So, how did the US use all that crude oil and natural gas produced during the first shale revolution? As the need for industrial expansion grew, so did the American refining industry’s footprint.
That’s the essence of the second shale revolution – America could now turn that crude oil and natural gas into a suite of products, ranging from refined oil to intermediate chemical products.
This industrial buildout helped prop up the green transition by offering a flexible backup fuel source for solar and wind power. Ethane, a byproduct of all that natural gas production, gave way to the US becoming a major producer of fertilizers and plastics.
As the US continues to extract this light sweet crude, more processing capacity will be needed to handle the surplus. This will likely cement the US as the world’s largest exporter of energy and energy-derived products in the coming decade.
As you may have guessed, that’s not the end of shale’s story in the US…so I’ll see you tomorrow for part three.
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Okay. So yesterday we talked about the first shale revolution and how it basically gave the United States top level energy independence and natural gas and oil. Today, we’re going to talk about the second shale revolution, which is what we did with that. Crude by itself is of limited use. That’s if anything, it’s a big negative. You have to turn it into something else.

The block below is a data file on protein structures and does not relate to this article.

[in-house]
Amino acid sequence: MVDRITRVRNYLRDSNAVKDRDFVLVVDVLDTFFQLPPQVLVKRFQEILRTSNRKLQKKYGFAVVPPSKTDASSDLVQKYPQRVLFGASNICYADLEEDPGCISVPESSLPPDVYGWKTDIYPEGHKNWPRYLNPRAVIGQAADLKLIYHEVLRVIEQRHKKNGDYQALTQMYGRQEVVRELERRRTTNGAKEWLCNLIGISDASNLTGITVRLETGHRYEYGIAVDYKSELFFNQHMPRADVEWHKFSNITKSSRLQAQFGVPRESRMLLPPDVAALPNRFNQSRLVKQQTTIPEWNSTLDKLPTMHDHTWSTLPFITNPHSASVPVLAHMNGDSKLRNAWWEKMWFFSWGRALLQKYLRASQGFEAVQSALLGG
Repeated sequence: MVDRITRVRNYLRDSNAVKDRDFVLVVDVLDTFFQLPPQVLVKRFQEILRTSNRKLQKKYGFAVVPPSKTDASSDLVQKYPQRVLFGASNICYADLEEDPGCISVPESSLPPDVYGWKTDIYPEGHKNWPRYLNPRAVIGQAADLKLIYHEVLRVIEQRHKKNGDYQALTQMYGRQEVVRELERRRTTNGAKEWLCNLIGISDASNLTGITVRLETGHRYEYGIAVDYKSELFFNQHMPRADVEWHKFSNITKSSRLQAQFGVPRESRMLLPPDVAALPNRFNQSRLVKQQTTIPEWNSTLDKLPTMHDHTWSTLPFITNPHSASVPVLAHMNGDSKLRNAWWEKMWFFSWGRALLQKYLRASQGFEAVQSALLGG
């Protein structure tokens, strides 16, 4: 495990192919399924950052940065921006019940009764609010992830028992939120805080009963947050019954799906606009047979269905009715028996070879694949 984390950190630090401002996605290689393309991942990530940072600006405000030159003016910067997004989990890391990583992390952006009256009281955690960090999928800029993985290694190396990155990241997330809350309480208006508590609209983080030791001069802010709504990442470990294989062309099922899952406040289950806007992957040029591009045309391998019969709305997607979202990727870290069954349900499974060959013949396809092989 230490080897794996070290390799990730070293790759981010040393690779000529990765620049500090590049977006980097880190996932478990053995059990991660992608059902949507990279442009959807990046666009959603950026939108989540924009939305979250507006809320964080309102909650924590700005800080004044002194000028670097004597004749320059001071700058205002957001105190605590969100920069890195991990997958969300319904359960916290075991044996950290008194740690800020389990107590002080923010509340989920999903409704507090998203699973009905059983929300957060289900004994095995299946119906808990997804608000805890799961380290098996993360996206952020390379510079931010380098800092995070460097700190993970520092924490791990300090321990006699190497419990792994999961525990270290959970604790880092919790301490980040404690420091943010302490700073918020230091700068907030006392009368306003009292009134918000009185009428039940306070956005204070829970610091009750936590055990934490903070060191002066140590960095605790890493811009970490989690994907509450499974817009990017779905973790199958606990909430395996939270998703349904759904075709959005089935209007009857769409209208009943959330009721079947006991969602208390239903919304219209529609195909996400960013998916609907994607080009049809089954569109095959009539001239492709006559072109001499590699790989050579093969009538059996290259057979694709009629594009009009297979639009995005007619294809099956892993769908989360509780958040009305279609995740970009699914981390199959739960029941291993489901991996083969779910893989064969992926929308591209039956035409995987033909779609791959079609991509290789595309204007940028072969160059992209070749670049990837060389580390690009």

And so the second shale revolution largely is about building out the industrial plants starting in roughly 2013 to 2017 in order to massively expand the footprint of the American refining industry. And we added huge amounts of distillation capacity based on whose numbers you’re using somewhere in the equivalent of 6 to 7 million barrels per day of oil and oil equivalent to take all this oil and all this natural gas into turn into other things.
Now, natural gas you can use as a power plant, fuel, and it is the single largest source of electricity in the country, sometimes where between 30 and 40%, based on which state you’re in on average. And that has broken the connection between the United States and coal, which for a long time was our largest source. And so that switch by itself made the United States, the country on the planet that had reduced its carbon emissions the most in relative terms on a sustainable basis.